WASHINGTON—The Department of Homeland Security wants to change its approach to protecting government buildings, and one result could be fewer federal police officers available to guard them.
The department's uniformed Federal Protective Service division patrols more than 8,000 government buildings in 120 cities, including Washington. According to an internal briefing document, the department is considering whether to employ a more "risk-based" strategy that would shift "limited resources" to higher risk facilities.
The document, which a homeland security spokesman characterized as merely a "brainstorming tool," lays out a plan that would cut around 250 federal police officers assigned to protect government buildings.
The agency has fewer than 1,000 uniformed officers, augmented by about 15,000 guards on contract from private security companies.
They're responsible for law enforcement and security at huge government complexes in the nation's capital, as well as federal courthouses, Internal Revenue Service offices, FBI regional headquarters and other agencies around the country.
Hardest hit under the plan would be the regions around the nation's capital and New York City. Both would lose around 40 percent of their federal police officers if the plan were approved.
Reductions would carry a risk, and the document outlined several. Among them: In the absence of guards, it would be up to federal workers to report "suspicious activity."
"Any pre-attack actions at a facility would only be detected by occupants or roving guards," the document warned. "Only reactive response will be provided."
Another potential downside could be a greater reliance on local police departments to investigate possible crimes.
"What it means is that protection of our federal properties across the U.S. would become the responsibility of the local police," said David Wright of Excelsior Springs, Mo., a federal police officer and the president of their union bargaining unit.
Homeland security spokesman Michael Keegan said the document wasn't accurate because "nothing's been finalized or approved yet."
"That document was created at a low level within the agency and never reviewed or vetted or approved by the director of FPS or the assistant secretary (of homeland security)," he said. "That document was developed to be used as a brainstorming tool within the discussions of the regional directors. It was never in a final format."
Keegan said, however, that the agency no longer would rely as heavily on a cops-on-the-beat approach to guarding federal buildings. He said he couldn't be specific about how or where resources might be shifted or about any details of a new strategy.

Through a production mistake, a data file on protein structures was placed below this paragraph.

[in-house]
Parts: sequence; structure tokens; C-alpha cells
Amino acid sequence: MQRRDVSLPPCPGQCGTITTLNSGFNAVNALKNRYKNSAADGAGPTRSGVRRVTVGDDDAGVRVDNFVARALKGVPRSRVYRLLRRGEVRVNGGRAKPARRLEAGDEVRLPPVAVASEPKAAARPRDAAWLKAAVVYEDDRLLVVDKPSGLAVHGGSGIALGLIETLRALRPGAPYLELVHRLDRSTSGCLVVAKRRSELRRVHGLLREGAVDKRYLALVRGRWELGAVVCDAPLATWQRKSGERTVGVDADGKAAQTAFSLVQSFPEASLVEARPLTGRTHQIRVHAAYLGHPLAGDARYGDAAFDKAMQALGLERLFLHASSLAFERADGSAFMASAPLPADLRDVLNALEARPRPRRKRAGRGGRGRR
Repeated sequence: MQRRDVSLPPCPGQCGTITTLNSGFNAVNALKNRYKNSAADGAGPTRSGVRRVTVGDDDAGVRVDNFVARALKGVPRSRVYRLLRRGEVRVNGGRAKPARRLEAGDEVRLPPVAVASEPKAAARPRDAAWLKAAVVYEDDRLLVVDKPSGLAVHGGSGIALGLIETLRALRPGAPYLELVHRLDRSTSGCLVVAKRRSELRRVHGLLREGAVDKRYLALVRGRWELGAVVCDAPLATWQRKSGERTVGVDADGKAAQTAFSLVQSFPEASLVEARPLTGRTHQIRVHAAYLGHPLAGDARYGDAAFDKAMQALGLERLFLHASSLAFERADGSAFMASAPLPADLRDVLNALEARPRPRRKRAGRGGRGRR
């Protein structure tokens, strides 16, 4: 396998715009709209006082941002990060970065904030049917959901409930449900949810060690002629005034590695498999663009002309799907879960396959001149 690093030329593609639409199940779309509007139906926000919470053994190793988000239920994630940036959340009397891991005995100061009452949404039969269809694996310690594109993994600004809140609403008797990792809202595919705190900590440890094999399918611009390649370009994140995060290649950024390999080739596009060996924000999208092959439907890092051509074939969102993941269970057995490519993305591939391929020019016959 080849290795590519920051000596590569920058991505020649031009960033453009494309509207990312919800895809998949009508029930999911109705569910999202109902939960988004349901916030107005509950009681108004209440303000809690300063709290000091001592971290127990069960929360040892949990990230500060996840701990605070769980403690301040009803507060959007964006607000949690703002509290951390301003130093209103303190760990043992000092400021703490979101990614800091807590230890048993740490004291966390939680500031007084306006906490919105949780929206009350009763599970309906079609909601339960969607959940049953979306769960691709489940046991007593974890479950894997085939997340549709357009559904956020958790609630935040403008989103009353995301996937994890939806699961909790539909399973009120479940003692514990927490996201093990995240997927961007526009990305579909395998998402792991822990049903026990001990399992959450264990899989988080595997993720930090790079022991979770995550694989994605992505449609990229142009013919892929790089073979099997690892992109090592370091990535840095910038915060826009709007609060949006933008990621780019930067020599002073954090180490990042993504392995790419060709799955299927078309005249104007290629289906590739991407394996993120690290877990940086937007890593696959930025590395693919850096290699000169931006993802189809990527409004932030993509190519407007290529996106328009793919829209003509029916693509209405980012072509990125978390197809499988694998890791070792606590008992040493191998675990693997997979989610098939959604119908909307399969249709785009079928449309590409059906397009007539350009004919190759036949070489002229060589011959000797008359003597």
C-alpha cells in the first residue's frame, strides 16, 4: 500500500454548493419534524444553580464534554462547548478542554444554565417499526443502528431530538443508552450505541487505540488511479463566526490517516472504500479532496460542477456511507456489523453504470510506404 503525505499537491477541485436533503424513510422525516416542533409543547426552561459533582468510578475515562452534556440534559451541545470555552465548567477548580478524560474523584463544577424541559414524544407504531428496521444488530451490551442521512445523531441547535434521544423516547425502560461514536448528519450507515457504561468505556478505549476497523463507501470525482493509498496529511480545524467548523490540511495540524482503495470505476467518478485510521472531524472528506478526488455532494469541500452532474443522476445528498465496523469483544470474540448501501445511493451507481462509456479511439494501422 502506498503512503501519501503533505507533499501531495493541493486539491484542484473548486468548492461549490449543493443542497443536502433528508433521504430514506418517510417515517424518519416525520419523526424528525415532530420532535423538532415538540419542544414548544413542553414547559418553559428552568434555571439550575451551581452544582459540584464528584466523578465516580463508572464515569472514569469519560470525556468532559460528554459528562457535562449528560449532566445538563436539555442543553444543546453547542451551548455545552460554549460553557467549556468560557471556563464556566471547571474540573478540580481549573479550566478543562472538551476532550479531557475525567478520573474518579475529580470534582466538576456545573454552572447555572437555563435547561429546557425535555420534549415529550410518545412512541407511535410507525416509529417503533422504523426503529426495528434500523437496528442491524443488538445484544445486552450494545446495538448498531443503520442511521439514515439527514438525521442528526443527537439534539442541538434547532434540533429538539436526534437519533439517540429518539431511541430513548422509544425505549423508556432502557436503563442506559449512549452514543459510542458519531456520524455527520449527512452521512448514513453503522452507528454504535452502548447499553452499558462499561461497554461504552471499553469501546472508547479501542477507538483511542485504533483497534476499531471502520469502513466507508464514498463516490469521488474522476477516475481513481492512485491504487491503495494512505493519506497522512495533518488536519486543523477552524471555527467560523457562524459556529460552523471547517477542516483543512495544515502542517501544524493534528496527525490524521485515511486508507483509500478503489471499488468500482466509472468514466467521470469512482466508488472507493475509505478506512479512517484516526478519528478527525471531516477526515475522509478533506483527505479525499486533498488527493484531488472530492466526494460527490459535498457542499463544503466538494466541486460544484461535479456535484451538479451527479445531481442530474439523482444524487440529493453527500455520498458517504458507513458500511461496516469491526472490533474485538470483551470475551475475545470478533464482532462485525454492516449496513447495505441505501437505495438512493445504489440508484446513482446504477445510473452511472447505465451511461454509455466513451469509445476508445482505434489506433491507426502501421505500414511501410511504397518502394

But he said the goal would be to "reduce the amount of risk of attack or terrorists' plans. The old way, there was a pattern in how our office provided security and how they patrolled. Now this pattern is completely unknown."
Randy Nason, the vice president of C.H. Guernsey & Co., an Oklahoma City security and architectural engineering consultant, said risk-based strategies were very popular right now and could be beneficial, "if the FPS is careful in how they evaluate their risk and prudent in how much they rely on the vigilance and observation of their employees."
But he added, "Employees get busy and focused on what they're doing and don't focus on what's going on around them."
Leslie Phillips, an aide to Sen. Joseph Lieberman of Connecticut, an independent Democrat and the chairman of the Homeland Security and Governmental Affairs Committee, said he was concerned because the Federal Protective Service had had "long-standing financial problems."
The protective service was created in 1971 as part of the General Services Administration, which manages federal buildings. It moved to the newly created Department of Homeland Security in 2002, where it's under the Immigration and Customs Enforcement division.
The agency doesn't receive a direct appropriation from Congress, relying instead on the fees it charges other government agencies for building security.
The costs of private security contracts swallow up most of its budget. The size of the contract guard force more than doubled after the 1995 bombing of the Oklahoma City federal building.
Last fall, the Homeland Security Department's inspector general found that the private guards used in Washington were "not consistently ... qualified and certified." He also said the agency paid an additional $1.2 million in interest to the companies because of late payments.
"Don't let anyone delude you into thinking this is designed to enhance homeland security," Eric Shulman, a union official with the American Federation of Government Employees, said of the proposal to reduce the guards around government buildings.
Shulman, whose union represents the federal police officers, said, "It is a proposal to save money. The agency has been under tremendous budgetary pressure the last couple years."
(c) 2007, McClatchy-Tribune Information Services.
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